Project description:OBJECTIVE:To summarize current understanding of the effects of novel and prior coronaviruses on human reproduction, specifically male and female gametes, and in pregnancy. DESIGN:Review of English publications in PubMed and Embase to April 6, 2020. METHOD(S):Articles were screened for reports including coronavirus, reproduction, pathophysiology, and pregnancy. INTERVENTION(S):None. MAIN OUTCOME MEASURE(S):Reproductive outcomes, effects on gametes, pregnancy outcomes, and neonatal complications. RESULT(S):Seventy-nine reports formed the basis of the review. Coronavirus binding to cells involves the S1 domain of the spike protein to receptors present in reproductive tissues, including angiotensin-converting enzyme-2 (ACE2), CD26, Ezrin, and cyclophilins. Severe Acute Respiratory Syndrome Coronavirus 1 (SARS-CoV-1) may cause severe orchitis leading to germ cell destruction in males. Reports indicate decreased sperm concentration and motility for 72-90 days following Coronavirus Disease 2019 (COVID-19) infection. Gonadotropin-dependent expression of ACE2 was found in human ovaries, but it is unclear whether SARS-Coronavirus 2 (CoV-2) adversely affects female gametogenesis. Evidence suggests that COVID-19 infection has a lower maternal case fatality rate than SARS or Middle East respiratory syndrome (MERS), but anecdotal reports suggest that infected, asymptomatic women may develop respiratory symptoms postpartum. Coronavirus Disease 2019 infections in pregnancy are associated with preterm delivery. Postpartum neonatal transmission from mother to child has been reported. CONCLUSION(S):Coronavirus Disease 2019 infection may affect adversely some pregnant women and their offspring. Additional studies are needed to assess effects of SARS-CoV-2 infection on male and female fertility.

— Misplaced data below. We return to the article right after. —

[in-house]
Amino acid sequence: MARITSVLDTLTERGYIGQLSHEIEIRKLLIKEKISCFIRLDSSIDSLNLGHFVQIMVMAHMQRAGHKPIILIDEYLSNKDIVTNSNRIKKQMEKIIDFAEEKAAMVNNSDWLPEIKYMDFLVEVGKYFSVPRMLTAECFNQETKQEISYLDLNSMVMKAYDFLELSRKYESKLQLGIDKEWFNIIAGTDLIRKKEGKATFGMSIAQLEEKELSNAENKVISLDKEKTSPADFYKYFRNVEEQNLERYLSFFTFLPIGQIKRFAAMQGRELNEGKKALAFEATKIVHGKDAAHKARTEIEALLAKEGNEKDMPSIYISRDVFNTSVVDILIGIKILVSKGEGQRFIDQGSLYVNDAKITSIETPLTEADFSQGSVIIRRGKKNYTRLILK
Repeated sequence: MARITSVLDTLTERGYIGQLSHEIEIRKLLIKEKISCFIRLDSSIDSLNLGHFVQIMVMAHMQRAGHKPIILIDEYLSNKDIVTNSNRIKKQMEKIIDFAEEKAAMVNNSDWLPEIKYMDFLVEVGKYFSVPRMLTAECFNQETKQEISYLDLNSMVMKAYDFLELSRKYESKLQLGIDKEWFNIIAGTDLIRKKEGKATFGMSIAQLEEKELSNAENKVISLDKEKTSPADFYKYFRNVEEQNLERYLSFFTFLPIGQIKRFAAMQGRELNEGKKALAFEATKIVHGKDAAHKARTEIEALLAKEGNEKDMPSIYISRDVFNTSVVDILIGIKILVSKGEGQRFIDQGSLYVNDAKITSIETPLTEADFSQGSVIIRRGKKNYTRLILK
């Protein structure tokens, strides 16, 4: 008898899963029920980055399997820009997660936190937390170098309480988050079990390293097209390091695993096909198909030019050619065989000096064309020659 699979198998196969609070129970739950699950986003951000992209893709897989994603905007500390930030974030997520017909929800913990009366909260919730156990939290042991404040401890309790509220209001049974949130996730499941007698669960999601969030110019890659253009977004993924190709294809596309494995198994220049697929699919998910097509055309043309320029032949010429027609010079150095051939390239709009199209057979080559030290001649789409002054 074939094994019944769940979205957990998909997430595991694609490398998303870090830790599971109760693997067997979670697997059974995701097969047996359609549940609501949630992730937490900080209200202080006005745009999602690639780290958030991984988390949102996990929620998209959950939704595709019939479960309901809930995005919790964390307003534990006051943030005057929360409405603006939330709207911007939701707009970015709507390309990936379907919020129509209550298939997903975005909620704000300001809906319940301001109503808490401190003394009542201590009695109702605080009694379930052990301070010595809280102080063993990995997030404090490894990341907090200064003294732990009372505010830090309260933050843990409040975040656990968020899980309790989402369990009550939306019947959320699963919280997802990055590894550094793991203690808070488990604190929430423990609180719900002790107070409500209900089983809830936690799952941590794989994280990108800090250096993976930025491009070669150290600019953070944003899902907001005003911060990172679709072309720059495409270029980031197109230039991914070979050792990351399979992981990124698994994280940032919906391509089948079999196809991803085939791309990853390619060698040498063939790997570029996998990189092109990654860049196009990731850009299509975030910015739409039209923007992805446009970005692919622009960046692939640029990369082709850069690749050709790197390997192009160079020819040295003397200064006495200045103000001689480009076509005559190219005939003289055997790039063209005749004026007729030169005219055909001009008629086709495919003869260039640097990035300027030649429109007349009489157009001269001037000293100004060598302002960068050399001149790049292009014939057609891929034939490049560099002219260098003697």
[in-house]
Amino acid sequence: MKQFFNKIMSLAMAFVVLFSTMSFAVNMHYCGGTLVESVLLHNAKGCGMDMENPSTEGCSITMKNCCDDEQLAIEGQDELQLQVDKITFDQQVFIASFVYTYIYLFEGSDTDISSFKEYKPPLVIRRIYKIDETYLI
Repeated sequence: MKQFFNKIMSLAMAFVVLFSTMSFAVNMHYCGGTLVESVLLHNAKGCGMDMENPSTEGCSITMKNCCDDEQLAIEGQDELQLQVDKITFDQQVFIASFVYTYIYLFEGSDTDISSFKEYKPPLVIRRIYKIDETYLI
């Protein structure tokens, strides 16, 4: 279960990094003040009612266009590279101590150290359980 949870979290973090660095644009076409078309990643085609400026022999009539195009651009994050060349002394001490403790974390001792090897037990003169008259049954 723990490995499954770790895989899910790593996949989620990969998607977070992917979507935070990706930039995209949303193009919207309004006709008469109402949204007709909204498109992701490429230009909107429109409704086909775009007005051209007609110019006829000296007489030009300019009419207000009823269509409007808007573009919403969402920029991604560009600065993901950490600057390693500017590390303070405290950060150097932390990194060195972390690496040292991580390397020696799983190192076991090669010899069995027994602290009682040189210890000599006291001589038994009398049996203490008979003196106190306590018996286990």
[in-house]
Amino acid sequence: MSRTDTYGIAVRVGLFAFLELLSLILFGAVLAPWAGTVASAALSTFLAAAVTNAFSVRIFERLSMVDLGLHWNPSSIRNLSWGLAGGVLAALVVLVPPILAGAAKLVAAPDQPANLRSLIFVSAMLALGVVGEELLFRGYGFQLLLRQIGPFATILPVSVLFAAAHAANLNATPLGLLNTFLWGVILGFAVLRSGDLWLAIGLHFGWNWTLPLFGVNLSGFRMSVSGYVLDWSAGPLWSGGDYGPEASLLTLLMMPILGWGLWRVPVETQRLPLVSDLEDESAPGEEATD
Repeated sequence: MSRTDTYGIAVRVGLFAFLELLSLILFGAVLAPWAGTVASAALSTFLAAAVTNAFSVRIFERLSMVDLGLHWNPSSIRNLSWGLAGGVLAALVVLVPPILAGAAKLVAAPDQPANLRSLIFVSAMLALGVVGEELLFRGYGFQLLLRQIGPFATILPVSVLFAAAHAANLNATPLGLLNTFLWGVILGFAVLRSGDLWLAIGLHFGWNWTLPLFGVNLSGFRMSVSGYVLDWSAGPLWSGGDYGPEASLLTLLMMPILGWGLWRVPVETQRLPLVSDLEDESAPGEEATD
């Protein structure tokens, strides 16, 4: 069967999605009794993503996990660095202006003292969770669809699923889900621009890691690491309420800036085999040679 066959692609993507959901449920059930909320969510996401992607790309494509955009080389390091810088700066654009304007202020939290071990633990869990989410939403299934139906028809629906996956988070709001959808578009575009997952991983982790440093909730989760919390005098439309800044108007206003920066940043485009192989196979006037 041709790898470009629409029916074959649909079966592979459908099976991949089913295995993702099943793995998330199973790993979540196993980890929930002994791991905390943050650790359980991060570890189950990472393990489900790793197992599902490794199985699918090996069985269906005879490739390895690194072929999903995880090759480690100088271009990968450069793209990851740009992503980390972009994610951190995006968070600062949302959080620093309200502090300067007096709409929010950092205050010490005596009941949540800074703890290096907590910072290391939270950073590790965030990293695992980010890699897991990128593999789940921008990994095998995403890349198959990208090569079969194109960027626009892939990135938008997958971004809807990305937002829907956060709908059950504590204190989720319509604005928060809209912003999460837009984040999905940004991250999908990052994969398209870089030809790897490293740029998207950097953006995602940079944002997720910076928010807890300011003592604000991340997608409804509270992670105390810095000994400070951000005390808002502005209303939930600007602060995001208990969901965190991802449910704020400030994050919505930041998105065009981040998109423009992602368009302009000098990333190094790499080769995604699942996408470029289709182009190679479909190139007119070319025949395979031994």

Project description:Coronavirus disease 2019 (COVID-19) is a declared pandemic that is spreading all over the world at a dreadfully fast rate. Severe acute respiratory syndrome coronavirus-2 (SARS-CoV-2), the pathogen of COVID-19, infects the human body using angiotensin-converting enzyme 2 (ACE2) as a receptor identical to the severe acute respiratory syndrome (SARS) pandemic that occurred in 2002-2003. SARS-CoV-2 has a higher binding affinity to human ACE2 than to that of other species. Animal models that mimic the human disease are highly essential to develop therapeutics and vaccines against COVID-19. Here, we review transgenic mice that express human ACE2 in the airway and other epithelia and have shown to develop a rapidly lethal infection after intranasal inoculation with SARS-CoV, the pathogen of SARS. This literature review aims to present the importance of utilizing the human ACE2 transgenic mouse model to better understand the pathogenesis of COVID-19 and develop both therapeutics and vaccines.